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Marie Rice Researches 1930's Butterfly



Marie Rice Researches 1930's Butterfly



original tatted butterfly circa 1930 from the collection of Marie shared in the lessons of the Online Tatting Class



A few years ago Marie Rice researched a 1930's tatted butterfly which she purchased during a visit to LACIS in Berkeley California. LACIS is a lace maker's and needleworker’s paradise. Marie had collected tatting books and patterns for over 50 years, but had never seen this tailed butterfly pattern before. The late Kaethe Kliot dated the original tatting to the 1930's.

This butterfly is a very simple pattern of sets of four rings joined to make a quatrefoil or four leaf clover. These squares were then appliquéd onto pale blue silk. When all rings are joined, the four rings make a block. The original sample was made one block at a time and (GASP!) cut and tied. However, if split rings are used, it may be tatted in 1 pass (or 2 passes if the tatters chooses to make the body a second color) without cutting or tying.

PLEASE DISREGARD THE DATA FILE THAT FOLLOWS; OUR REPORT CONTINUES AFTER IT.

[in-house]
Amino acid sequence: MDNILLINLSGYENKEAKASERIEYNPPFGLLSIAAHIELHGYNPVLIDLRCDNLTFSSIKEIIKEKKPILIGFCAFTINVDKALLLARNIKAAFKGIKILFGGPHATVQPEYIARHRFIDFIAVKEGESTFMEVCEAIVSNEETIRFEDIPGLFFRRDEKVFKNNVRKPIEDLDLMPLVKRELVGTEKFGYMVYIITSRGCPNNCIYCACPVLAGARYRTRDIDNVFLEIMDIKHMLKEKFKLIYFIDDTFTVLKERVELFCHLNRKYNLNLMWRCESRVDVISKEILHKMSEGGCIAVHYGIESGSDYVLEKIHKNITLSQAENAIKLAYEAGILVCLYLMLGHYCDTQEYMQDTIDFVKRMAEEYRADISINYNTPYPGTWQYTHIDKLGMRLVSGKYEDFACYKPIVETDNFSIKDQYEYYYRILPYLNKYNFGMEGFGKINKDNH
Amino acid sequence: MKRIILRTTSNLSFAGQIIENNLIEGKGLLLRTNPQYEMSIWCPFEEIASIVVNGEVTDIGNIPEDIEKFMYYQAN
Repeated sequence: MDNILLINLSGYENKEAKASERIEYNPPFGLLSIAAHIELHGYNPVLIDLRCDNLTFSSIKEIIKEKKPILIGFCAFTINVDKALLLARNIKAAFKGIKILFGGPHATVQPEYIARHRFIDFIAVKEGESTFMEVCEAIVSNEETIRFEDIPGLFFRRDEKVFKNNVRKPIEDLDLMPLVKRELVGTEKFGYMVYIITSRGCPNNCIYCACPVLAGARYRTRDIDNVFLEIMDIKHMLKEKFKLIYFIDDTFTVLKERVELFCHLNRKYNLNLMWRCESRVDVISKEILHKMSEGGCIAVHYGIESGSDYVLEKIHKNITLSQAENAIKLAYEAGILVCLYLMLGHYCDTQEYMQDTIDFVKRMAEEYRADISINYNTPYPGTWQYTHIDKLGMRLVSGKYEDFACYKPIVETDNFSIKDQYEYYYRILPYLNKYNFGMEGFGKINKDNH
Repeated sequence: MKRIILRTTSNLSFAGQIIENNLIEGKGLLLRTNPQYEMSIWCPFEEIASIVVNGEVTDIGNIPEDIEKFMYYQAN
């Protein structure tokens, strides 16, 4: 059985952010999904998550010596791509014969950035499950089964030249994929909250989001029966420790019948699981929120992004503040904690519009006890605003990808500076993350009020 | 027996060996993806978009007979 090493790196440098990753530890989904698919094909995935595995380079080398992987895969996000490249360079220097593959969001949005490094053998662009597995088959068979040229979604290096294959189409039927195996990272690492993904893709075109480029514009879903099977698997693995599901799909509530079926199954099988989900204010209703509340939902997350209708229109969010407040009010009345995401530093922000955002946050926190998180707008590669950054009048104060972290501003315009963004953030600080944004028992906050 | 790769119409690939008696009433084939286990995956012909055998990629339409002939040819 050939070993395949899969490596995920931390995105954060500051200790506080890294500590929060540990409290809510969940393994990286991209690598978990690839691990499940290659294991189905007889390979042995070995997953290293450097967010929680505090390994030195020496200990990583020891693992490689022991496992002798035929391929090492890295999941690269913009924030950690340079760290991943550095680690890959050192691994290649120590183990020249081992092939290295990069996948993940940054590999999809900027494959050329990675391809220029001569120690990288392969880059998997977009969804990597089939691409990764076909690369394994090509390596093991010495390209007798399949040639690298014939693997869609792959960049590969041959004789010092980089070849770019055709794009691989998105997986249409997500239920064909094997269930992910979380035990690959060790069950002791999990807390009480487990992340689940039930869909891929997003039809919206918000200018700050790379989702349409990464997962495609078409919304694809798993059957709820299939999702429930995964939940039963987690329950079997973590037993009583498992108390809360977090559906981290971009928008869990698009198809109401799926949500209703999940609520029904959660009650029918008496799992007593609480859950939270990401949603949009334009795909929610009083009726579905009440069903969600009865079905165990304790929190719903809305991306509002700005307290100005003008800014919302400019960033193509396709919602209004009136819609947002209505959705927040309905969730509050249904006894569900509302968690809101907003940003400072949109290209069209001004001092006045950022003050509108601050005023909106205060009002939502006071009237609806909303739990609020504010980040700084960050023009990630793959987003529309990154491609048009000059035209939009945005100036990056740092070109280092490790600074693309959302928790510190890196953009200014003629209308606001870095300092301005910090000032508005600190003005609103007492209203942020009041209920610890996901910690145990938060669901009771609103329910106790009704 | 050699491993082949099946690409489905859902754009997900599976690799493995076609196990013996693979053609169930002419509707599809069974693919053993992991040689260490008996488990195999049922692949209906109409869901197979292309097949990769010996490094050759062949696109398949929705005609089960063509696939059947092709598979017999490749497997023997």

diagram for tatted butterfly circa 1930 from the collection of Marie shared in the lessons of the Online Tatting Class



The Basic quatrefoil Diagram

The 4 rings are R 3 - 3 - 3 - 3.



layout for tatted butterfly circa 1930 from the collection of Marie shared in the lessons of the Online Tatting Class



The original layout of the tailed butterfly


split ring method diagram for tatted butterfly circa 1930 from the collection of Marie shared in the lessons of the Online Tatting Class



This diagram marks the path for tatting a split ring version of the butterfly. The body may be tatted afterwards in a second color if desired. And the open spaces in the butterfly wings may be filler with a third color for more drama. The butterfly wings are mirror images of each other so the tatter may begin at the bottom far side of the tip of either wing. The solid rings are the split rings. The open rings are regular tatted rings. When you reach the head block of four rings, you might consider making a long picot on each of the regular rings. Snip them later to make antennae. Or tie a knot in the end of the picot.

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